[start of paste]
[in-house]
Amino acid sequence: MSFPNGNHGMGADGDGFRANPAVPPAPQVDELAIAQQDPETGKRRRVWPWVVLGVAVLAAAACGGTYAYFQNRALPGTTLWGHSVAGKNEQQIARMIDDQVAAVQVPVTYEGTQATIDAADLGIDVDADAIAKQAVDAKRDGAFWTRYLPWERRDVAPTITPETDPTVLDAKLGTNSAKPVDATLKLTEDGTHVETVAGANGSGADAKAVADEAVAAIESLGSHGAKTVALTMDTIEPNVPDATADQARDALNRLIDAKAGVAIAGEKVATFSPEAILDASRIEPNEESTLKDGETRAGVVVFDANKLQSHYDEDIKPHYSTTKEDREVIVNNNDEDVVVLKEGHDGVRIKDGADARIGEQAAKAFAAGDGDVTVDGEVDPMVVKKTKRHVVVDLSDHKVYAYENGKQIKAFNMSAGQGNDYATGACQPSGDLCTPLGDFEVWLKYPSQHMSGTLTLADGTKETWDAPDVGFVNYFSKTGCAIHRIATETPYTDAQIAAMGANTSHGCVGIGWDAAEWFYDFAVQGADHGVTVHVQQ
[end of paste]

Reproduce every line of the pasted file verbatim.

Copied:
[in-house]
Amino acid sequence: MSFPNGNHGMGADGDGFRANPAVPPAPQVDELAIAQQDPETGKRRRVWPWVVLGVAVLAAAACGGTYAYFQNRALPGTTLWGHSVAGKNEQQIARMIDDQVAAVQVPVTYEGTQATIDAADLGIDVDADAIAKQAVDAKRDGAFWTRYLPWERRDVAPTITPETDPTVLDAKLGTNSAKPVDATLKLTEDGTHVETVAGANGSGADAKAVADEAVAAIESLGSHGAKTVALTMDTIEPNVPDATADQARDALNRLIDAKAGVAIAGEKVATFSPEAILDASRIEPNEESTLKDGETRAGVVVFDANKLQSHYDEDIKPHYSTTKEDREVIVNNNDEDVVVLKEGHDGVRIKDGADARIGEQAAKAFAAGDGDVTVDGEVDPMVVKKTKRHVVVDLSDHKVYAYENGKQIKAFNMSAGQGNDYATGACQPSGDLCTPLGDFEVWLKYPSQHMSGTLTLADGTKETWDAPDVGFVNYFSKTGCAIHRIATETPYTDAQIAAMGANTSHGCVGIGWDAAEWFYDFAVQGADHGVTVHVQQ